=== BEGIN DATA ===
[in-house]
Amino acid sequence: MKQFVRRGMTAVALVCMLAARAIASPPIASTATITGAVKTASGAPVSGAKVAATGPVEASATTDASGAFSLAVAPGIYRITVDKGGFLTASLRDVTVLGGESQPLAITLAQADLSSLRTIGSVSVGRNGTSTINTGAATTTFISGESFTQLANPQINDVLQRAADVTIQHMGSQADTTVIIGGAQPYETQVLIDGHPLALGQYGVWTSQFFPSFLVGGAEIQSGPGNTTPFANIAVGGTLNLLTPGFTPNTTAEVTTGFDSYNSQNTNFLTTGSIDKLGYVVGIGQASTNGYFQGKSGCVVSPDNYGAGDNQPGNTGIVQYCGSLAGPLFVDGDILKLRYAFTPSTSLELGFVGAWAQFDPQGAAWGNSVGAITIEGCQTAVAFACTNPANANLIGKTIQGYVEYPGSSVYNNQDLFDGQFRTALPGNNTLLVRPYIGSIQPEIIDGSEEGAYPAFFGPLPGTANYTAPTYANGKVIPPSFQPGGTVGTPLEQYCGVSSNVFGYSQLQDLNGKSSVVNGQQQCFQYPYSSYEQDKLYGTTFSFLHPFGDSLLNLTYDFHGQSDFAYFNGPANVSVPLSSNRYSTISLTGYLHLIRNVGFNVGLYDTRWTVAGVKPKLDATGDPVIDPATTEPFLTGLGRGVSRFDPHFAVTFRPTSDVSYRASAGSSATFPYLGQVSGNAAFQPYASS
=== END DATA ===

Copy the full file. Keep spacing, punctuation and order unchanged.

[in-house]
Amino acid sequence: MKQFVRRGMTAVALVCMLAARAIASPPIASTATITGAVKTASGAPVSGAKVAATGPVEASATTDASGAFSLAVAPGIYRITVDKGGFLTASLRDVTVLGGESQPLAITLAQADLSSLRTIGSVSVGRNGTSTINTGAATTTFISGESFTQLANPQINDVLQRAADVTIQHMGSQADTTVIIGGAQPYETQVLIDGHPLALGQYGVWTSQFFPSFLVGGAEIQSGPGNTTPFANIAVGGTLNLLTPGFTPNTTAEVTTGFDSYNSQNTNFLTTGSIDKLGYVVGIGQASTNGYFQGKSGCVVSPDNYGAGDNQPGNTGIVQYCGSLAGPLFVDGDILKLRYAFTPSTSLELGFVGAWAQFDPQGAAWGNSVGAITIEGCQTAVAFACTNPANANLIGKTIQGYVEYPGSSVYNNQDLFDGQFRTALPGNNTLLVRPYIGSIQPEIIDGSEEGAYPAFFGPLPGTANYTAPTYANGKVIPPSFQPGGTVGTPLEQYCGVSSNVFGYSQLQDLNGKSSVVNGQQQCFQYPYSSYEQDKLYGTTFSFLHPFGDSLLNLTYDFHGQSDFAYFNGPANVSVPLSSNRYSTISLTGYLHLIRNVGFNVGLYDTRWTVAGVKPKLDATGDPVIDPATTEPFLTGLGRGVSRFDPHFAVTFRPTSDVSYRASAGSSATFPYLGQVSGNAAFQPYASS